John Ritenbaugh, reiterating that God works in mysterious ways, assures us that, because of God's calling, we have a far clearer understanding of His purposes than those yet uncalled. Powered by the spirit in man, no individual is able to understand God, as witnessed by the consistently antagonistic reaction of the Pharisees and scribes to God's truth, as explained to them by Christ. To those called, the Bible is no mystery, but to the world at large, it seems inscrutable. For His Own reasons, God has chosen not to reveal His plan to those the world considers wise, but, instead, to work with the weaker sort of mankind. God told Cain how to overcome sin when He rejected his offering: Namely, we must wrest the control sin has over us at the formative stage of desire. Timing is crucial. We should never allow sin to escape its incipient stage of desire. Most of 'Christendom' fails to realize that God has called us to do battle with our carnal natures, a cross we bear until He resurrects us as spirit beings. At our baptism, He counsels us to soberly count the cost, asking ourselves if we are willing to give up everything, including our lives, to conform to Christ's image, becoming a new creation in the process. Even with God's initial gift of His Holy Spirit, we cannot form an on-going, growing relationship with God unless He continually strengthens us with additional gifting—more grace.
John Ritenbaugh, reflecting upon the Middle East connotations casting disdain upon dogs, points out that the grounds of comparison may be their inclination to be sneaky, groveling scavengers feeding on the refuse of humanity, including human flesh. God's Word describes the ritual harlot and the sodomite as disgusting, vile dogs on the lowest echelon of humanity. The wages of a harlot or sodomite would defile any offering. God expects offering to Him to be undefiled, meeting His standards. An example is the Passover lamb, which was to be without blemish. The Israelites were not allowed to use livestock or produce from Gentiles or foreigners as offerings because they were contaminated. The very land metaphorically vomited them out. Consequently, the offerings we produce should emanate from the work of our own hands and not from any ill-gotten gains. When we give an offering, it should come from pure unsullied motives.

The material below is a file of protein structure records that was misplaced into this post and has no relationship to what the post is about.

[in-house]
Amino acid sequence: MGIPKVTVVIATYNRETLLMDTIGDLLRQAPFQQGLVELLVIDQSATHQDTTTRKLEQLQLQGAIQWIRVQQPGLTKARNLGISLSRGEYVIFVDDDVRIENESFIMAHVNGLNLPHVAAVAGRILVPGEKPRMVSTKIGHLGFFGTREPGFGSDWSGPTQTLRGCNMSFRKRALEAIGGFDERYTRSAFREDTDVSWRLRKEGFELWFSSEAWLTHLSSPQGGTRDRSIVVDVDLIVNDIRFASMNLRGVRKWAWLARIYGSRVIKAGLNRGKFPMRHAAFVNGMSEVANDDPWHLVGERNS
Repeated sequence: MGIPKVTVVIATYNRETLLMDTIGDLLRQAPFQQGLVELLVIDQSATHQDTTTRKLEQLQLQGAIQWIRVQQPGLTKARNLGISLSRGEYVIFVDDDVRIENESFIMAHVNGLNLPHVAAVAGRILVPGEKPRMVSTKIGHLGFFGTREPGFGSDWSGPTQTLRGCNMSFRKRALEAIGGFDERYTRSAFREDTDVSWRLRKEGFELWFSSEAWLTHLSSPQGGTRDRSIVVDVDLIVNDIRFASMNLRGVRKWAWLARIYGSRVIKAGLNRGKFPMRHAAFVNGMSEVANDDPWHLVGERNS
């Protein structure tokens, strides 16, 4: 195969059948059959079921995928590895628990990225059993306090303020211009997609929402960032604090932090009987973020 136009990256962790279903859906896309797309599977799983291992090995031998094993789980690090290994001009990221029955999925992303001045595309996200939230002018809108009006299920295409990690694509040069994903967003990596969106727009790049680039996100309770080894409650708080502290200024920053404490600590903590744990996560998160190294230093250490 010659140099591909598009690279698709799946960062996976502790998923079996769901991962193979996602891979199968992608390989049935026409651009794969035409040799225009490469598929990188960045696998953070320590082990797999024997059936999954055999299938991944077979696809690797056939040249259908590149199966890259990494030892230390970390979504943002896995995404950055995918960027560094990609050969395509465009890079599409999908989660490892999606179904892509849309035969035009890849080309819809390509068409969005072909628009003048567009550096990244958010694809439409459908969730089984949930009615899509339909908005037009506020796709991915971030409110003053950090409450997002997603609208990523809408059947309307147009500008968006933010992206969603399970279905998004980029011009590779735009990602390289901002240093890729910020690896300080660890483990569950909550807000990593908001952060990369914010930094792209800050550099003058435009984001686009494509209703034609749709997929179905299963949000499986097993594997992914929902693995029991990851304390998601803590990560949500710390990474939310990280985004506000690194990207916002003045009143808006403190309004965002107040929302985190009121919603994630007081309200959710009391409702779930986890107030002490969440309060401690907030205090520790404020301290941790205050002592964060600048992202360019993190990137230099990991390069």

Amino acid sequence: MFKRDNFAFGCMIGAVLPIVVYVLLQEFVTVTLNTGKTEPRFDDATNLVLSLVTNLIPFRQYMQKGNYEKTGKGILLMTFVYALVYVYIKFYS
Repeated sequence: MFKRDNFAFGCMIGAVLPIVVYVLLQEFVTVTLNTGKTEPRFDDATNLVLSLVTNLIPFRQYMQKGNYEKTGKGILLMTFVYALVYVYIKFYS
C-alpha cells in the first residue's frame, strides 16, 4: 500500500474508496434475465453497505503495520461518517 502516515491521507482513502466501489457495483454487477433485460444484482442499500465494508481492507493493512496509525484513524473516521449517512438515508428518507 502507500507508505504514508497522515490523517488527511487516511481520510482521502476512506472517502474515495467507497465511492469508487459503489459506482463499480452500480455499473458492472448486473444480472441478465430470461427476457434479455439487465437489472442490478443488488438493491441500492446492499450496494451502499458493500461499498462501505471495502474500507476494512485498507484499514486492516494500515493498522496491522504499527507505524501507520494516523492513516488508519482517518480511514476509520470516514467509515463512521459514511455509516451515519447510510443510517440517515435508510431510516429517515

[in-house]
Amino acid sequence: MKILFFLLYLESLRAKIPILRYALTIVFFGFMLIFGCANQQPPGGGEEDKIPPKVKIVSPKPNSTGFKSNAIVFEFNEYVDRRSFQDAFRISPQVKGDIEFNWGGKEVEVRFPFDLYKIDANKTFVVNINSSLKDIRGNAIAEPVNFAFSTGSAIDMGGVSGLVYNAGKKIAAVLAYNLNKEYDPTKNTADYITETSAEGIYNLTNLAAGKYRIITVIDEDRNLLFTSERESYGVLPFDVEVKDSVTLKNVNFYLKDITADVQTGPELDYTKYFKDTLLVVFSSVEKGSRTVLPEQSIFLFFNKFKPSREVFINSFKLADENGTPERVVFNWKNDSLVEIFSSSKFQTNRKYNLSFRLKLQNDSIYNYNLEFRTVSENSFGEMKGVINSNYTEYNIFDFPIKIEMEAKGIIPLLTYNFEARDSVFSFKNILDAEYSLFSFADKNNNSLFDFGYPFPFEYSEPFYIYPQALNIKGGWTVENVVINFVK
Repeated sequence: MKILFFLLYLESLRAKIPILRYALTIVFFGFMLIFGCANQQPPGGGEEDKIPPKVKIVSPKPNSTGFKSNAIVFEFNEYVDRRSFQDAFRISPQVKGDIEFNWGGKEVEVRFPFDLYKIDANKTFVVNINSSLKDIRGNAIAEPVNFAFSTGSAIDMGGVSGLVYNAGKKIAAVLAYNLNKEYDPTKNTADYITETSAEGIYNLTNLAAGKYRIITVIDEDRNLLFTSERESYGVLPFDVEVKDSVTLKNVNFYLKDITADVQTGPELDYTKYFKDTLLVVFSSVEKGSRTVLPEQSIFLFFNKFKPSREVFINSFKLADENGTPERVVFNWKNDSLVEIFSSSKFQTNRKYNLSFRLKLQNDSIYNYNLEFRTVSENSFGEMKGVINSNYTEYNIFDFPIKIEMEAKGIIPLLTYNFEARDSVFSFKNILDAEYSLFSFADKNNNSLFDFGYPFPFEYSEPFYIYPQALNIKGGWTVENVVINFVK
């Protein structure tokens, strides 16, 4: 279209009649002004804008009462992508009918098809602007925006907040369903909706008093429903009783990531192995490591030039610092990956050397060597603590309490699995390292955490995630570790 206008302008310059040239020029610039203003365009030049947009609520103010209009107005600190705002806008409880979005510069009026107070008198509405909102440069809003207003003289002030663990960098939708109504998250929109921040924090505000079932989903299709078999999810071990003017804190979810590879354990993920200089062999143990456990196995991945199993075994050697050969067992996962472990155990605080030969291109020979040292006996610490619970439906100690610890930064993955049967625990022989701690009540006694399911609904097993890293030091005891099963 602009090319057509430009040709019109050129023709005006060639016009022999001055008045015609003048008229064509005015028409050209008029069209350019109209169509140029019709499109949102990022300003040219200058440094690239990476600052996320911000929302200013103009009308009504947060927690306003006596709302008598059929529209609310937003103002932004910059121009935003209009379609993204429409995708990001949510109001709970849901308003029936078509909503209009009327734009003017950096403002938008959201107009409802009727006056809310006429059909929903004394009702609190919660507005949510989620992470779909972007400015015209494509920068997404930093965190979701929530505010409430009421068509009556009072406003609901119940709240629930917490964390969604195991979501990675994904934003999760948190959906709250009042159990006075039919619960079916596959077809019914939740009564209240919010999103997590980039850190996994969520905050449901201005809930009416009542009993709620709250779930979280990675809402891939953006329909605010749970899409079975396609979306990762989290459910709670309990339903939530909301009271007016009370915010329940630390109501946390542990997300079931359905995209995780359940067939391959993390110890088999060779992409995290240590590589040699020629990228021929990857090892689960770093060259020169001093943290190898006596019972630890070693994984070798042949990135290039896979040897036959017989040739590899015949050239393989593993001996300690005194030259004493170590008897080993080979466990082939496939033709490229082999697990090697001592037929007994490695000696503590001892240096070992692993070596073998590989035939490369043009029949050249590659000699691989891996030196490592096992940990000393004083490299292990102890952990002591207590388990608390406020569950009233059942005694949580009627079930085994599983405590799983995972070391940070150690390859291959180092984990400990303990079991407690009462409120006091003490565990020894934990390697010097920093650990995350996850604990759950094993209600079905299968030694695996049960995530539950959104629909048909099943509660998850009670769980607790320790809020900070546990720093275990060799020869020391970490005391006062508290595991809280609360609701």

Gary Garrett, reflecting that Adam and Eve had a direct fellowship with God at the beginning of man’s history, asserts that fellowship and fellowshipping are important to God. After Adam and Eve’s removal from the Garden of Eden, the sacrificial system was the only way to maintain contact with God. Adam and Eve were progenitors of an Edenic culture that had a fellowship based on the presence of the Lord, whereas Cain established a culture in Nod, based purely on human reason independent of God. Both Cain and Abel brought offerings to the Lord, but only Abel followed the instructions outlined by God, which required an animal sacrifice, prefiguring Christ’s sacrifice. Cain’s sacrifice, a grain or cereal offering, was intended to symbolize love for brethren, which was demonstrated to be false by his intense jealousy and murder of Abel. Cain aligned himself with the wicked way of Satan and ignored God’s counsel for him to repent. If we lack love for our brethren who live in the presence of God, we are emulating Cain. It is God’s desire that we stay in the fellowship. Cain denied the importance of the Edenic fellowship, causing him to be separated from God, as well as his fellow men. Today the church is our Edenic fellowship; we must cling to each other as we continue our spiritual pilgrimage.
David C. Grabbe: ...The book's purpose appears in verses 3-4, where Jude states that he is writing to exhort his readers to fight for "the faith which was once for all delivered to the saints," because of "certain men," as the apostle calls them, who had slipped in among the brethren, and were using the grace of God as license for evil. ...
Abel brought an offering that was acceptable to God, while Cain—who must have been given the same instructions—did not. One possible explanation for Cain's inappropriate offering can be inferred from Genesis 3:13-15 ...
The late newscaster and radio legend, Paul Harvey, was famous for his radio program entitled, “The Rest of the Story” in which he investigated the forgotten or little-known facts behind stories of famous people and events, so that he might give his listeners a more complete perspective and understanding. ...
Last time, we saw that the lessons of Abel, Enoch, and Noah are sequential—they must be learned and applied in order if a person or organization is to make a faithful witness of God. ...